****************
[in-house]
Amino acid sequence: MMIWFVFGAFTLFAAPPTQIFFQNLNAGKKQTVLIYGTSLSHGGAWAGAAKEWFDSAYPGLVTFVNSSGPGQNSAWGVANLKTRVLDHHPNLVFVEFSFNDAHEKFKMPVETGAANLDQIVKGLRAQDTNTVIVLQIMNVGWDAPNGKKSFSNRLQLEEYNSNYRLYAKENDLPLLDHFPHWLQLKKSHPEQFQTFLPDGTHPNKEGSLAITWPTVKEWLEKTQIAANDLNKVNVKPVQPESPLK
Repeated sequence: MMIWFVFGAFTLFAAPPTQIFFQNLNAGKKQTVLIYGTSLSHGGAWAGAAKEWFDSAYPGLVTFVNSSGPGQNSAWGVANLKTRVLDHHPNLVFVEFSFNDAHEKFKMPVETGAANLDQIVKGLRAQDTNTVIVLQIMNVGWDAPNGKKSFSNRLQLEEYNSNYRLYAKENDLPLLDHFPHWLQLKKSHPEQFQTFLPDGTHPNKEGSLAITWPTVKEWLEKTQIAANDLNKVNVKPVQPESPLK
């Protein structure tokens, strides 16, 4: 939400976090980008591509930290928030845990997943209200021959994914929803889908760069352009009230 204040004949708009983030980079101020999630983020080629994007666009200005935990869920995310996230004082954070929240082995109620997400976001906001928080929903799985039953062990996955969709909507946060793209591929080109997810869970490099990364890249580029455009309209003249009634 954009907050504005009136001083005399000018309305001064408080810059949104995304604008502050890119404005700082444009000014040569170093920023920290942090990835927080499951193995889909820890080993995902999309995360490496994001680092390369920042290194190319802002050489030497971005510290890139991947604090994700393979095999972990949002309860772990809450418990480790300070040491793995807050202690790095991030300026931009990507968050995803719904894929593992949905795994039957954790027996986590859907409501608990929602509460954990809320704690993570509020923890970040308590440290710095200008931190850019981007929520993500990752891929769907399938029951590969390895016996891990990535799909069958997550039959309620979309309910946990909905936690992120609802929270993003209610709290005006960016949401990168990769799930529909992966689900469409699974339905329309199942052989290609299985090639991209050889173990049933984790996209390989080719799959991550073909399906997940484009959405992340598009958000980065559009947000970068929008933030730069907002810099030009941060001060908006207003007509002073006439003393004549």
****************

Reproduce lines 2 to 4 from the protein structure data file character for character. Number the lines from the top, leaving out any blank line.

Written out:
Amino acid sequence: MMIWFVFGAFTLFAAPPTQIFFQNLNAGKKQTVLIYGTSLSHGGAWAGAAKEWFDSAYPGLVTFVNSSGPGQNSAWGVANLKTRVLDHHPNLVFVEFSFNDAHEKFKMPVETGAANLDQIVKGLRAQDTNTVIVLQIMNVGWDAPNGKKSFSNRLQLEEYNSNYRLYAKENDLPLLDHFPHWLQLKKSHPEQFQTFLPDGTHPNKEGSLAITWPTVKEWLEKTQIAANDLNKVNVKPVQPESPLK
Repeated sequence: MMIWFVFGAFTLFAAPPTQIFFQNLNAGKKQTVLIYGTSLSHGGAWAGAAKEWFDSAYPGLVTFVNSSGPGQNSAWGVANLKTRVLDHHPNLVFVEFSFNDAHEKFKMPVETGAANLDQIVKGLRAQDTNTVIVLQIMNVGWDAPNGKKSFSNRLQLEEYNSNYRLYAKENDLPLLDHFPHWLQLKKSHPEQFQTFLPDGTHPNKEGSLAITWPTVKEWLEKTQIAANDLNKVNVKPVQPESPLK
């Protein structure tokens, strides 16, 4: 939400976090980008591509930290928030845990997943209200021959994914929803889908760069352009009230 204040004949708009983030980079101020999630983020080629994007666009200005935990869920995310996230004082954070929240082995109620997400976001906001928080929903799985039953062990996955969709909507946060793209591929080109997810869970490099990364890249580029455009309209003249009634 954009907050504005009136001083005399000018309305001064408080810059949104995304604008502050890119404005700082444009000014040569170093920023920290942090990835927080499951193995889909820890080993995902999309995360490496994001680092390369920042290194190319802002050489030497971005510290890139991947604090994700393979095999972990949002309860772990809450418990480790300070040491793995807050202690790095991030300026931009990507968050995803719904894929593992949905795994039957954790027996986590859907409501608990929602509460954990809320704690993570509020923890970040308590440290710095200008931190850019981007929520993500990752891929769907399938029951590969390895016996891990990535799909069958997550039959309620979309309910946990909905936690992120609802929270993003209610709290005006960016949401990168990769799930529909992966689900469409699974339905329309199942052989290609299985090639991209050889173990049933984790996209390989080719799959991550073909399906997940484009959405992340598009958000980065559009947000970068929008933030730069907002810099030009941060001060908006207003007509002073006439003393004549």